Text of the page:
Dr Albert Priddy, superintendent of the colony, was a key figure in not only promoting but carrying out 'eugenic sterilisations' of the 'feebleminded'.
Having a mother and daughter both committed to the facility supported his theory that 'feeblemindedness' was hereditary; and if that was the case, Priddy and others argued, then 'eugenic sterilisation' was a way of limiting the 'genetic threat' the 'feebleminded' posed to society.
The colony's board of directors approved Priddy's application to sterilise Carrie but that decision was appealed by her legal guardian.
The case eventually rose to the US Supreme Court, which in May 1927 handed down an 8-1 majority result in favour of sterilisation, saying it was in the state's interests.
The Christian way invites us to find compassionate solutions for each and every member of society
Oliver Wendell Holmes Jr., the judge who wrote the ruling, reasoned: "It is better for all the world, if instead of waiting to execute offspring for crime, or to let them starve for their imbecility, society can prevent those who are manifestly unfit from continuing their kind.
"The principle that sustains compulsory vaccination is broad enough to cover cutting the Fallopian tubes."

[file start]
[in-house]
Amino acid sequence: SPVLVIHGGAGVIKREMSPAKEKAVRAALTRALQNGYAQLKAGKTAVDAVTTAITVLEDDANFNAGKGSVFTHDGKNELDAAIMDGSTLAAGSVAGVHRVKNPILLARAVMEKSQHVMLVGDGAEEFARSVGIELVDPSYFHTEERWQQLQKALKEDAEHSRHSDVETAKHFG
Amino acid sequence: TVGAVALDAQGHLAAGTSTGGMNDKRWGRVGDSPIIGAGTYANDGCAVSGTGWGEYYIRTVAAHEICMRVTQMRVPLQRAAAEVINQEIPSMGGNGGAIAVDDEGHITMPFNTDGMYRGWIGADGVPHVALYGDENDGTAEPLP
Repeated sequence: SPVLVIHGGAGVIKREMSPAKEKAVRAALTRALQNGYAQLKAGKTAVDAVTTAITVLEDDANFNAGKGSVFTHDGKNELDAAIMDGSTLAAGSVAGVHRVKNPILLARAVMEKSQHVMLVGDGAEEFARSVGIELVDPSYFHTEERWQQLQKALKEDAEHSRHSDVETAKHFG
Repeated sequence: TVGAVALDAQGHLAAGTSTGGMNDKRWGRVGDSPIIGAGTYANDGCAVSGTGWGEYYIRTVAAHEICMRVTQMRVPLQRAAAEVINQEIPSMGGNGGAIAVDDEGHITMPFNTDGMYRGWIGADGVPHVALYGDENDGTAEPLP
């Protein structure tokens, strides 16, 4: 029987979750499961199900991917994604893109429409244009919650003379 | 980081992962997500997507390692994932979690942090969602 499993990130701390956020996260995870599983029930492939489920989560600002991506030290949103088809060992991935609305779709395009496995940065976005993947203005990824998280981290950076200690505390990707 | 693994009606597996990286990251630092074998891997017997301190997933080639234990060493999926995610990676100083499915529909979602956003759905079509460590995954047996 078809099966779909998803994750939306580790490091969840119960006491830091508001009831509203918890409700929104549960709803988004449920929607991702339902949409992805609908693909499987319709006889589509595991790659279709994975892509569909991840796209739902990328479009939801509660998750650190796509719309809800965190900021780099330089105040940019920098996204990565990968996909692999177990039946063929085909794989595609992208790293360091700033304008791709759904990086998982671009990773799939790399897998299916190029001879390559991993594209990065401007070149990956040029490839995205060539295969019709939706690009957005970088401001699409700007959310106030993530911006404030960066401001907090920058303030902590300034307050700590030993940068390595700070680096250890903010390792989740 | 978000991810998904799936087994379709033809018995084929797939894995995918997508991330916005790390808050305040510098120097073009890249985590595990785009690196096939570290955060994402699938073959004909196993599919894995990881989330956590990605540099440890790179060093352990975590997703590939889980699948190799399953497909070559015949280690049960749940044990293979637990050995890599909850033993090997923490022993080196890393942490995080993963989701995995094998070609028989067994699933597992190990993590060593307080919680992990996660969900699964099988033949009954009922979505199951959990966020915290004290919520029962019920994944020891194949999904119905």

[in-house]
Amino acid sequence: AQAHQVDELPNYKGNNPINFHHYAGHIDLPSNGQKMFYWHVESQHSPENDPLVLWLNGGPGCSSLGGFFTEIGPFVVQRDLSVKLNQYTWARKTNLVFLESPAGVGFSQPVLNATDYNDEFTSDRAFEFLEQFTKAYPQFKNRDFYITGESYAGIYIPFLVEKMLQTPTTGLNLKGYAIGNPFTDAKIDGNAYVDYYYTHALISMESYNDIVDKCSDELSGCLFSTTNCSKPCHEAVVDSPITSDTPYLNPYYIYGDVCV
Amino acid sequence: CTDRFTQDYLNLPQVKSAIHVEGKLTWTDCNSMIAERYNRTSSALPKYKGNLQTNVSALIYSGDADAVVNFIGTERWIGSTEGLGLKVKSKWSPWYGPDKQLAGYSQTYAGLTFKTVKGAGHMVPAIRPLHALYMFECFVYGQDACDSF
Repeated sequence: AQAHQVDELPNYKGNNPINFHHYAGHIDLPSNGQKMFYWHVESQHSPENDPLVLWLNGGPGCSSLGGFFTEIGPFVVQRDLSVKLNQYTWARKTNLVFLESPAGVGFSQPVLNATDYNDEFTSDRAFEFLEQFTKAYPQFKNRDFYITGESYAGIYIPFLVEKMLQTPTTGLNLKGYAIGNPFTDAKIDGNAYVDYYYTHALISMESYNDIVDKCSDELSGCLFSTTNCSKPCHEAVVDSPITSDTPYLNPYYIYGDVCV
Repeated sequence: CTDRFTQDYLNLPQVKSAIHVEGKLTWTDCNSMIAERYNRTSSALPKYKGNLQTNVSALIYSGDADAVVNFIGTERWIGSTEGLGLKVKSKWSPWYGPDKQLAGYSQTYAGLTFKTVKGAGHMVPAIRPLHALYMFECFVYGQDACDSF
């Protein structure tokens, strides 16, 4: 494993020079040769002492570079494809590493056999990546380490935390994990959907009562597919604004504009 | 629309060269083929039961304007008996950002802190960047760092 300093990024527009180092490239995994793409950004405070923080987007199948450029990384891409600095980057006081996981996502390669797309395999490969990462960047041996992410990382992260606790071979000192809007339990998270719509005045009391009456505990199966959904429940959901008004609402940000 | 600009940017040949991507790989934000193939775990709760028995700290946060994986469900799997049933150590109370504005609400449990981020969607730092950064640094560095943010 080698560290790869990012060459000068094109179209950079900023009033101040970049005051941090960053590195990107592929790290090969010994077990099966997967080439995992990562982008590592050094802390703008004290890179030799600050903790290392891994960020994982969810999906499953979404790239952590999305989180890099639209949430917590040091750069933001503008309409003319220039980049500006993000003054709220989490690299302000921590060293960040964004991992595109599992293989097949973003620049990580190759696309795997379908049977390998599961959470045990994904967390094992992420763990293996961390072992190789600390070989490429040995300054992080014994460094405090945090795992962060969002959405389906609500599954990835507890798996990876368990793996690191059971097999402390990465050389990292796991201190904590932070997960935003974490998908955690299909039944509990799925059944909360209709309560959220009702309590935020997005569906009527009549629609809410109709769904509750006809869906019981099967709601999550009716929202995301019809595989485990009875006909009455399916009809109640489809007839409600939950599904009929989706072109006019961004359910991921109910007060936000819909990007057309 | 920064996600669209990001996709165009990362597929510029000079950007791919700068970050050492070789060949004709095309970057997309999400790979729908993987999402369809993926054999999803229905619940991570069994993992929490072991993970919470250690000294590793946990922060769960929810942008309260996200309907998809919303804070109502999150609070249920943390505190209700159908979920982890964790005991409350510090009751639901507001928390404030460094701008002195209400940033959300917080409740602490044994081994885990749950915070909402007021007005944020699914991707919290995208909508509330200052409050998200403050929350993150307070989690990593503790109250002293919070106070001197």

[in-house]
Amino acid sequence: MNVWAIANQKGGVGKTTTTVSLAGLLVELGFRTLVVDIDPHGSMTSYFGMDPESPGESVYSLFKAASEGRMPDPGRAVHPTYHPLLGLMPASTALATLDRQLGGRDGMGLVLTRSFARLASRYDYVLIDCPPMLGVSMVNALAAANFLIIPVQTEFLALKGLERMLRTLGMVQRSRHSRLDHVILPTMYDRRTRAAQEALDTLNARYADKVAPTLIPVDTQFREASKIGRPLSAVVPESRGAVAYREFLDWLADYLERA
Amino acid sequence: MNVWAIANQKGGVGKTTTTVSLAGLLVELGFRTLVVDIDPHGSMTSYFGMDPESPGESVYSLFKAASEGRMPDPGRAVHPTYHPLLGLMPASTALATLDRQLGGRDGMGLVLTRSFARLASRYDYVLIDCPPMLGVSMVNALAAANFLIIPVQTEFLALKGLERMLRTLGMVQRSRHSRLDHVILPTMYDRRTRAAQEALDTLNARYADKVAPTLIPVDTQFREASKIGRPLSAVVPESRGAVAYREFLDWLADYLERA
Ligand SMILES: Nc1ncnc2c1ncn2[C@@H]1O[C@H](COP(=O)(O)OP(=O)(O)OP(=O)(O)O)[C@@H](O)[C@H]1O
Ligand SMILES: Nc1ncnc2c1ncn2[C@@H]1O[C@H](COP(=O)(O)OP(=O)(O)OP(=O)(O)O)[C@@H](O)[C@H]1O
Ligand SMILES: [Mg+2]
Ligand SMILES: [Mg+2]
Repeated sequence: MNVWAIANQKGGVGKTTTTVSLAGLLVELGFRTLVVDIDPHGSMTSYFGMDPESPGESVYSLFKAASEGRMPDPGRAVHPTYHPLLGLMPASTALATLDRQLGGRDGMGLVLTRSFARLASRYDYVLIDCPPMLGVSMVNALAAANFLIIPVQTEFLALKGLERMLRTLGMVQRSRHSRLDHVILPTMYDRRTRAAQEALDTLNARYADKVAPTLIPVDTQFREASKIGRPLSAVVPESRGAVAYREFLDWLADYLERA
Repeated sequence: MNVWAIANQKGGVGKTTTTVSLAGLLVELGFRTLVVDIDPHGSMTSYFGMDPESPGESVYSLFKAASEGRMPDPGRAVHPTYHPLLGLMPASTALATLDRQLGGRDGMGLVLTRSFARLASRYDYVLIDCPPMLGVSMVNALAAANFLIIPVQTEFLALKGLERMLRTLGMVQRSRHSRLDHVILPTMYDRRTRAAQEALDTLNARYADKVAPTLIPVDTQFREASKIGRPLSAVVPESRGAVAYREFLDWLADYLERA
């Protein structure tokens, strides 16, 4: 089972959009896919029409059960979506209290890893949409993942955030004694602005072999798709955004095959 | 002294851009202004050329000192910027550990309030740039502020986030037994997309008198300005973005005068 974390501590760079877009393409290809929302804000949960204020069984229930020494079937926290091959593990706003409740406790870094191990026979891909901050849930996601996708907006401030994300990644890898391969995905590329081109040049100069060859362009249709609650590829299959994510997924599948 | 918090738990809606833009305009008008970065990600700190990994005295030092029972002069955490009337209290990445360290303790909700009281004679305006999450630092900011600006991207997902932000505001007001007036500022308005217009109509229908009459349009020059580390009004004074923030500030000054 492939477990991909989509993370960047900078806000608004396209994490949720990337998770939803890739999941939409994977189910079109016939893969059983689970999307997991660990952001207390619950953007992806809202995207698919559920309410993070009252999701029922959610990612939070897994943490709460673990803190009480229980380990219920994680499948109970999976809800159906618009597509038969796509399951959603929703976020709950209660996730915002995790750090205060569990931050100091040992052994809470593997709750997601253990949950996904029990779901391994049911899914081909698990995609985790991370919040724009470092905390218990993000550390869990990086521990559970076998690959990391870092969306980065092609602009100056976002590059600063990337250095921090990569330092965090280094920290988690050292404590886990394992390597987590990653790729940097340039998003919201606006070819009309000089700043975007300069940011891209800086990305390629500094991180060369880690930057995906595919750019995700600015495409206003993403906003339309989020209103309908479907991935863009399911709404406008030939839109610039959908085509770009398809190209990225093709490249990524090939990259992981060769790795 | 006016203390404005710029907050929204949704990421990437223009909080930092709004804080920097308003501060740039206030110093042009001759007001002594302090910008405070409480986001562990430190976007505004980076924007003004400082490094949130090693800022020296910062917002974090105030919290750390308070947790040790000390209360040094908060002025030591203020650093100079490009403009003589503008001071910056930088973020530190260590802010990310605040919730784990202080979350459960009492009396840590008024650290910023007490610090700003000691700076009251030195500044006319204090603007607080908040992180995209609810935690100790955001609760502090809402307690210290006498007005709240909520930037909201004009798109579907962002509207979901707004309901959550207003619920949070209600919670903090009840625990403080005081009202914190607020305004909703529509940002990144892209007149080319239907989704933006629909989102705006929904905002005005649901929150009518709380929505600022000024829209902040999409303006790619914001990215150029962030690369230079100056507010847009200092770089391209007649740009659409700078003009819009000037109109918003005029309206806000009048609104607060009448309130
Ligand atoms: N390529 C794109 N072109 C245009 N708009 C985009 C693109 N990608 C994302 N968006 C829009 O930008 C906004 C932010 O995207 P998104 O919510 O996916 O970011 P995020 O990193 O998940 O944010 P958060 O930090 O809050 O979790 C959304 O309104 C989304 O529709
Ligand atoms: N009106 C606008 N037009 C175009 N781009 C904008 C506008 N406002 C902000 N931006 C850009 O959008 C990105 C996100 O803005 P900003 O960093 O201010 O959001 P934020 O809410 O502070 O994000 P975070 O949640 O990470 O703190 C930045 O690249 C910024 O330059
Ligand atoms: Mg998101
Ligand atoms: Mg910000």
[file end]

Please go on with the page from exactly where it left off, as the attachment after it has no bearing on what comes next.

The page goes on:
Holmes was evidently tired of the Bucks and their babies. "Three generations of imbeciles is enough," he wrote; Carrie was sterilised on October 19 1927. Her daughter, Vivian, died in 1932 from an infection after contracting measles. The episode is a prime example of genetics being used cruelly in a supposedly advanced society like the US.
Growing up in a poor society lacking in compassion, the experiences of the Buck family has many parallels with those of mothers and children living in Ireland at the same time.
The medical innovations helped by the enlightened work of Mendel should have enabled mothers and children to grow up healthier and happier. But poverty and a lack of compassion led to huge suffering.
One hundred years later, the economic poverty of 1920s America and Ireland has receded but a lack of compassion within society remains a problem.
Writing recently in The Irish Times, Melanie McDonagh noted that her father was handed over a shop counter by his aunt when he was just a day old.
She recalls: "My father was not a wanted child - that is, by his family - but he did at least get to be born. He might not now."
She laments the fact that with growing wealth and state power, society now supports abortion as a solution.
The Christian way invites us to find compassionate solutions for each and every member of society.
It takes courage to recognise the natural world's complexity. Mendel knew this well.
But more than courage, something else is evident in his scientific work that one can only describe as tenderness.
Tenderness shares its roots of course with tending, a gardener’s activity; Mendel was first and foremost a gardener.
In order to more fully enrich humanity we need moral guidance to tenderly navigate our complex world.
Dr Brian Wilson grew up in Ballymena, Co Antrim, completed undergraduate studies in Chemistry at Imperial College London and holds a PhD in Organic Chemistry from the University of Oxford.